"Surfing Pineapples" by Cora Yee. Part of the "Reflecting Hawaii" exhibit at HISAM.


This month, Hawaii becomes the 43rd community worldwide to host its own Ladyfest.

The arts celebration and female empowerment event is part of a global grassroots movement motivating artists to create exhibitions and showcases outside traditional gallery and theatrical venues.

Ladyfest Hawaii 2005 Arts Festival

Complete schedule available at www.ladyfesthawaii.com


» 4 to 11 p.m.: Nomoola.com free store and "Prada Not Chanel," choreographed by Jennifer Butler Shannon, by Convergence Dance Theatre, at 9. Free. At 22 S. Pauahi St.

» 5 to 9 p.m.: Visual arts exhibit, with performances by Geneva, Willow Chang, the Convergence Dance Theatre, DJ Nocturna, and fashion show by Michele Lau and Lauren LoLevin. Free. At the ARTS at Marks Garage, 1159 Nuuanu Ave., and Starpoint Cafe, 1131 Nuuanu.

» 10 p.m.: Deerhoof and Maria, with DJ Sleeze; $12 at the door, 21 and over. At Indigo, 1121 Nuuanu Ave.


» 3 and 7 p.m.: "A Suite for Lovli" by performance artist J. Faith Almiron. Free ($3 suggested donation). At the University of Hawaii-Manoa Art Auditorium.

» 9 p.m. to 1 a.m.: Tiny Believers, with My Ex Is Dead, Vax!, 17/10, and "a strangely beautiful puppet show"; $10 at the door, all ages. At Club Pauahi, 80 S. Pauahi St.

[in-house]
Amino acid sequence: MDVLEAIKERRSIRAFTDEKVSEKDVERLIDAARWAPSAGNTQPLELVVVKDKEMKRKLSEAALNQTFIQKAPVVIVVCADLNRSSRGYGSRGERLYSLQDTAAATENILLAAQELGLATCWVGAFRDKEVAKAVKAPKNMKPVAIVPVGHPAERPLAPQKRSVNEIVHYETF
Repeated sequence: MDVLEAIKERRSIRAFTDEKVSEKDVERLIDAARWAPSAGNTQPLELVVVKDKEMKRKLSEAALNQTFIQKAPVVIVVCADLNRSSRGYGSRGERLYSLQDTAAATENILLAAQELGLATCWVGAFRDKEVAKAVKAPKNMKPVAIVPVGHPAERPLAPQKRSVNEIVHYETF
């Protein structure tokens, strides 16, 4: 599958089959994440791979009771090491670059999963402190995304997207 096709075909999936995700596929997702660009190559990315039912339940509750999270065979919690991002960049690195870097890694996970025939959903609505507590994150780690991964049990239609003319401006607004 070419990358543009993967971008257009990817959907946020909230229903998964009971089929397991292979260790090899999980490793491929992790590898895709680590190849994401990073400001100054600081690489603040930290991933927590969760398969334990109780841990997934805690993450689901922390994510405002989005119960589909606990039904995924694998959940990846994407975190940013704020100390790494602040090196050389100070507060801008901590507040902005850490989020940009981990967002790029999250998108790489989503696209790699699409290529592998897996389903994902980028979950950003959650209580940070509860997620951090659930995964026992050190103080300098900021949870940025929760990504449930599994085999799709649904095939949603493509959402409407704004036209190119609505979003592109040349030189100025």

You gotta have art

Ladyfest is one of the events taking place during First Friday, running 5 to 9 p.m. Friday.Other highlights of the free monthly downtown art walk include:

» HISAM: The Hawaii State Art Museum will open its new exhibition, "Reflecting Hawaii," an exploration of the personal and artistic impressions of Hawaii, including recent acquisitions from a statewide call for artworks and photographs from the Art in Public Places Collection. At 250 S. Hotel St.

» Pegge Hopper Gallery: "Lost & Found: Drawings from Life," by Kenneth Bushnell on view, featuring drawings created in a studio setting with a group of artists and friends over a 35-year period. At 1164 Nuuanu Ave.

Gallery maps are free at 22 participating downtown galleries. This month also marks the introduction of trolley service from Waikiki for visitors. Pickups start at 4:30 p.m., with the downtown departure at 8:25 p.m.

Pickup stops are at Benihana Restaurant on Ala Moana Boulevard, Outrigger Islander on Lewers Street, the Duke Kahanamoku statue on Kalakaua Avenue, Aston Waikiki Beach Hotel, Nuuanu Avenue across from Indigo, and the First Hawaiian Bank on King Street.

For more info call The ARTS at Marks Garage at 521-2903.

With roots in the early 1990s Riot Grrl movement, the first Ladyfest was held in Olympia, Wash., in late 2000. Since then, the non-profit, do-it-yourself feminist-based festival has moved across the nation, to Europe, Australia, and now to the islands.

The inaugural Ladyfest Hawai'i 2005 will fill downtown venues and the University of Hawaii-Manoa campus. And among those who will display their art, dance, spin records or make music, there are two acts to look out for.

One is a music-making couple, and the other a San Francisco band that consistently pushes the boundaries of rock music.

WHAT'S IN A NAME? For Jon Moritsugu and Amy Davis, not much, considering they had to change their act's name for Ladyfest Hawai'i when, during a late-night Google search, they discovered that The Believers was already registered by another band. For now, call them Tiny Believers.